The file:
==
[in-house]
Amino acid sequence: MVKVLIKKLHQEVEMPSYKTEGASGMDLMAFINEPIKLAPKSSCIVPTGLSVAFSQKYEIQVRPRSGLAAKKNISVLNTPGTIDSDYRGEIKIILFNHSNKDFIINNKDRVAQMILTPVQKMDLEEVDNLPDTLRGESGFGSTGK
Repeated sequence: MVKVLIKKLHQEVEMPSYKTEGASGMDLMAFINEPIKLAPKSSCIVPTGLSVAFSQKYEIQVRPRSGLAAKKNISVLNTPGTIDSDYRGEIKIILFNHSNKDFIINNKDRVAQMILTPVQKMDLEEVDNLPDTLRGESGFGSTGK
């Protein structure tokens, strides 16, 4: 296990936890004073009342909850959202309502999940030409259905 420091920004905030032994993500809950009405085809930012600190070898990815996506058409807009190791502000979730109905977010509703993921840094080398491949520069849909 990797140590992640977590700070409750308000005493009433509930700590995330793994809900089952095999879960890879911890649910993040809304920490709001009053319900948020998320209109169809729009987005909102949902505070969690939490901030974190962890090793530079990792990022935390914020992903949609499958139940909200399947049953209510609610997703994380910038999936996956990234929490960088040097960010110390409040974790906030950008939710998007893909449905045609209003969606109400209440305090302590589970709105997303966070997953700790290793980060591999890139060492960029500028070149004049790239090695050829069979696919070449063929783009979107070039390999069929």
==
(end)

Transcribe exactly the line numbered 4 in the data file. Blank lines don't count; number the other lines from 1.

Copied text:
């Protein structure tokens, strides 16, 4: 296990936890004073009342909850959202309502999940030409259905 420091920004905030032994993500809950009405085809930012600190070898990815996506058409807009190791502000979730109905977010509703993921840094080398491949520069849909 990797140590992640977590700070409750308000005493009433509930700590995330793994809900089952095999879960890879911890649910993040809304920490709001009053319900948020998320209109169809729009987005909102949902505070969690939490901030974190962890090793530079990792990022935390914020992903949609499958139940909200399947049953209510609610997703994380910038999936996956990234929490960088040097960010110390409040974790906030950008939710998007893909449905045609209003969606109400209440305090302590589970709105997303966070997953700790290793980060591999890139060492960029500028070149004049790239090695050829069979696919070449063929783009979107070039390999069929």